Corn users could see some softening in prices if the tax credit supporting the ethanol industry – the Volumetric Ethanol Excise Tax Credit (VEETC) expires on schedule at the end of the year, according to an economist who follows the ethanol market closely.
With loss of the VEETC incentive of 45 cents a gallon of ethanol added to motor fuel, we should see demand soften and more price competition among the plants emerge. “It looks like something in the range of 20 cents a bushel or somewhat higher is likely.
Virtually all of the fuel ethanol in this country is distilled from corn. Production of ethanol and by-products is expected to use up 37 percent of the nation’s corn supply in the 2011-12 crop year, according to the U.S. Department of Agriculture.
VEETC can be claimed by fuel companies and others who add ethanol to motor gasoline. The credit nets the fuel industry $500 million per month in 2011. Barring last-minute action by Congress as it races towards adjournment for the holiday break, the credit will expire on Dec. 31.
Ethanol distilleries have been running flat-out as blenders seek to make maximum use of the credit before it lapses. According to the weekly reports of the U.S. Energy Information Administration, production of ethanol in the last month has been running more than two percent ahead of same period in 2010.
Without the credit, the fuel industry will buy only the amount of ethanol mandated by the federal Renewable Fuels Standard, which sets the minimum amount of ethanol and other renewable materials that must be added to motor fuel every year.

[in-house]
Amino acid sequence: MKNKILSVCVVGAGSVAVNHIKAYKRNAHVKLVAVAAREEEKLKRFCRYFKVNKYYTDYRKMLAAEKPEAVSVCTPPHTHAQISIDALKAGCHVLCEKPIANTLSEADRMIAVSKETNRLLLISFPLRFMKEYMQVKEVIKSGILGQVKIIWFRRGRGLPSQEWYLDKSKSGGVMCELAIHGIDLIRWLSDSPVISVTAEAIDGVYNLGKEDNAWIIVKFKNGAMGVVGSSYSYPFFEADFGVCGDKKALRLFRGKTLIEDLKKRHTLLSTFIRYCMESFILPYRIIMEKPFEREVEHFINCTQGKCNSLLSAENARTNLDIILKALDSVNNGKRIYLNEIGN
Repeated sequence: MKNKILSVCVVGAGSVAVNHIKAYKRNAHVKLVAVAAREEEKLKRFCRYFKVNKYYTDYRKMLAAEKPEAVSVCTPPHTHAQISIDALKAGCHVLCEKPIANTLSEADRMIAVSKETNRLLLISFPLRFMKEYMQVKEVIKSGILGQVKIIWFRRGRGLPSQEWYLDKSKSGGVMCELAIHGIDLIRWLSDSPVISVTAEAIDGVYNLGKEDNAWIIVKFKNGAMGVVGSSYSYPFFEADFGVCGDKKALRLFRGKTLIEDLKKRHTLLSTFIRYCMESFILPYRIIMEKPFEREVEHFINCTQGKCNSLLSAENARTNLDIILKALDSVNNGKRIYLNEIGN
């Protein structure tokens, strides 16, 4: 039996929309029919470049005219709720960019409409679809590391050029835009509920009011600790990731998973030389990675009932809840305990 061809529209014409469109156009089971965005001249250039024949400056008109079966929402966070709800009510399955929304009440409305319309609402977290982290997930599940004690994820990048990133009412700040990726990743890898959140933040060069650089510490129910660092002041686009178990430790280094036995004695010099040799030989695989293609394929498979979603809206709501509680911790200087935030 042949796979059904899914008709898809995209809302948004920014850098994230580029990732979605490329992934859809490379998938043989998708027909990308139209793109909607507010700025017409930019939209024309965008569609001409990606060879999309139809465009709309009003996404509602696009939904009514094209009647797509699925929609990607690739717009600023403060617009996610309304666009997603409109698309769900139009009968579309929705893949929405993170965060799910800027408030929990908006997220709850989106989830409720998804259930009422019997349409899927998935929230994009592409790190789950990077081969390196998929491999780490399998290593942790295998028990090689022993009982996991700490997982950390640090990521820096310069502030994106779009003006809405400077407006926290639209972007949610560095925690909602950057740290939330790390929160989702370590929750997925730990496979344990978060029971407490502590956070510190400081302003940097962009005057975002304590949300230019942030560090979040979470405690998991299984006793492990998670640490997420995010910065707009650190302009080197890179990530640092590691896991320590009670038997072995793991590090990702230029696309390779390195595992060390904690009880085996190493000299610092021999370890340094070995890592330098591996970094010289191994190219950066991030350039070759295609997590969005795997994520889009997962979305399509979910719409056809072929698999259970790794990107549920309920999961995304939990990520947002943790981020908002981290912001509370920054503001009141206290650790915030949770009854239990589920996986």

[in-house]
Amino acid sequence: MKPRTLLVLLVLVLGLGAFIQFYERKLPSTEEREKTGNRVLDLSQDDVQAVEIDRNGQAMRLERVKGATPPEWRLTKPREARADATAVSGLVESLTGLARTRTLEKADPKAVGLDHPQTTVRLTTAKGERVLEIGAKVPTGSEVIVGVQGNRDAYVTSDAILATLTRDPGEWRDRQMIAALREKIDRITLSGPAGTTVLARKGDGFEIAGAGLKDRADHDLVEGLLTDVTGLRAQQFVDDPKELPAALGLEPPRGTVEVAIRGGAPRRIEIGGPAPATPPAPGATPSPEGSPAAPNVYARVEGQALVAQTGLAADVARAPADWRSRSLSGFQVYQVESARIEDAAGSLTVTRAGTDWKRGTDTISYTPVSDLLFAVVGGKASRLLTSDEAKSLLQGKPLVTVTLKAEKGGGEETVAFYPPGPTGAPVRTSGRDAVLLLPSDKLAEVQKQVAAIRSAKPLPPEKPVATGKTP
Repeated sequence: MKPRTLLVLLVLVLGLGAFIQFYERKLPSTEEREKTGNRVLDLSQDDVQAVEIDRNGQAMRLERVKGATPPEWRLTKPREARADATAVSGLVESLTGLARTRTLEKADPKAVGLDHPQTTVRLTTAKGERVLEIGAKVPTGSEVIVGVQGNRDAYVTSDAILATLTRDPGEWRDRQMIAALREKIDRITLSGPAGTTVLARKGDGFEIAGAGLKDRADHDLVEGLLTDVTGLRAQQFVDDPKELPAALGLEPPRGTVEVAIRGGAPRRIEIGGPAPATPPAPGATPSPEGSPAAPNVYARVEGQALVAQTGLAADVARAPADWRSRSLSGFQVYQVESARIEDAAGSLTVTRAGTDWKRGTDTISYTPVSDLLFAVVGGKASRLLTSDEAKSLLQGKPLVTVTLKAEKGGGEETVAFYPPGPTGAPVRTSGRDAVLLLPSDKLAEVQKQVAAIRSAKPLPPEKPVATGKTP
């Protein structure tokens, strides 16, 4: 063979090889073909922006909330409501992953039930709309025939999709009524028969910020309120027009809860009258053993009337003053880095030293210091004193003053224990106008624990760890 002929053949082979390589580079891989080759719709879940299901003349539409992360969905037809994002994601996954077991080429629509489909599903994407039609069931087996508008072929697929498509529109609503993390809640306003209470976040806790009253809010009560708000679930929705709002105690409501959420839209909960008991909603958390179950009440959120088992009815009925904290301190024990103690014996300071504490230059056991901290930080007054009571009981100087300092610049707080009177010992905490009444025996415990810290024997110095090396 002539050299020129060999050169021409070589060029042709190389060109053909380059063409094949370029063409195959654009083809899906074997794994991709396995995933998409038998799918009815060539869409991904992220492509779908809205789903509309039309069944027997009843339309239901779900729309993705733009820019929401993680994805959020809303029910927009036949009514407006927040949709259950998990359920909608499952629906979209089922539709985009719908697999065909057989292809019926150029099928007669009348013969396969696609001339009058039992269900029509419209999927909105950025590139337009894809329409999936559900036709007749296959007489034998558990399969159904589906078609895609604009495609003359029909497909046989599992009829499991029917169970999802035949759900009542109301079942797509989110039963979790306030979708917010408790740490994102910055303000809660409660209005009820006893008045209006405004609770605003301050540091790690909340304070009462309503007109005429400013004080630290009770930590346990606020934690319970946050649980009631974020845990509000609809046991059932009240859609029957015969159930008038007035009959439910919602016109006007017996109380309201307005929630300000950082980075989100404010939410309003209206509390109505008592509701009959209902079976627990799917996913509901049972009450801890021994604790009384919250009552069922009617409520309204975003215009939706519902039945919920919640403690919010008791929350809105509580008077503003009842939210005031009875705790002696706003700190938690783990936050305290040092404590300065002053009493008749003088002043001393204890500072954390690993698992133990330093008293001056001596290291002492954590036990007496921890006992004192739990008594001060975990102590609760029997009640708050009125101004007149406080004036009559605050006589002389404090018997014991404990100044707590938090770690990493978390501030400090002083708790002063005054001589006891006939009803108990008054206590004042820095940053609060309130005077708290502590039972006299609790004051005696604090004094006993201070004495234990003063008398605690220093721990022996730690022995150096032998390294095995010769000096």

Currently we are producing at a rate of more than 14 billion gallons of ethanol per year, the 2012 mandate is 13.2 billion gallons. Due to the 2011 excess production, the blenders will be able to carry over some credits that they can use to offset 2012 obligations.
More than 70 members of Congress, both Republicans and Democrats, signed a letter to Congressional leaders earlier this month urging them to “allow ethanol subsidies set to expire to do just that and to resist calls to expand or create new ethanol subsidies in the eleventh hour.”
The Renewable Fuels Association (RFA), which represents ethanol makers, spent nearly $259,000 in the third quarter on lobbying for extension of the credit among other issues, according to the Associated Press.
Source: meatingplace.com – 12-22-11